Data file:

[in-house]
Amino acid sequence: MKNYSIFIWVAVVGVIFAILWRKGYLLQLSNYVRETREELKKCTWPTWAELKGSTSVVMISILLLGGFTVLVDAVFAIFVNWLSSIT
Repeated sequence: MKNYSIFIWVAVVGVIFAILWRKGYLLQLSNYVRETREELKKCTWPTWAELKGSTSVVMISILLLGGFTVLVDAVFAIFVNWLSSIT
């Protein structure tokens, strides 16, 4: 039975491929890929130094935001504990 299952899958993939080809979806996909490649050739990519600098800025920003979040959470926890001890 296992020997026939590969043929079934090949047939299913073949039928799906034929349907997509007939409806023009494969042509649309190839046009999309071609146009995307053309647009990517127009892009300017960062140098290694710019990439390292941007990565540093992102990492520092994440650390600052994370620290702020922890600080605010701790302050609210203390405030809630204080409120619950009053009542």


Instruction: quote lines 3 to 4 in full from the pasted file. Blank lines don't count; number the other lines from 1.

Repeated sequence: MKNYSIFIWVAVVGVIFAILWRKGYLLQLSNYVRETREELKKCTWPTWAELKGSTSVVMISILLLGGFTVLVDAVFAIFVNWLSSIT
């Protein structure tokens, strides 16, 4: 039975491929890929130094935001504990 299952899958993939080809979806996909490649050739990519600098800025920003979040959470926890001890 296992020997026939590969043929079934090949047939299913073949039928799906034929349907997509007939409806023009494969042509649309190839046009999309071609146009995307053309647009990517127009892009300017960062140098290694710019990439390292941007990565540093992102990492520092994440650390600052994370620290702020922890600080605010701790302050609210203390405030809630204080409120619950009053009542």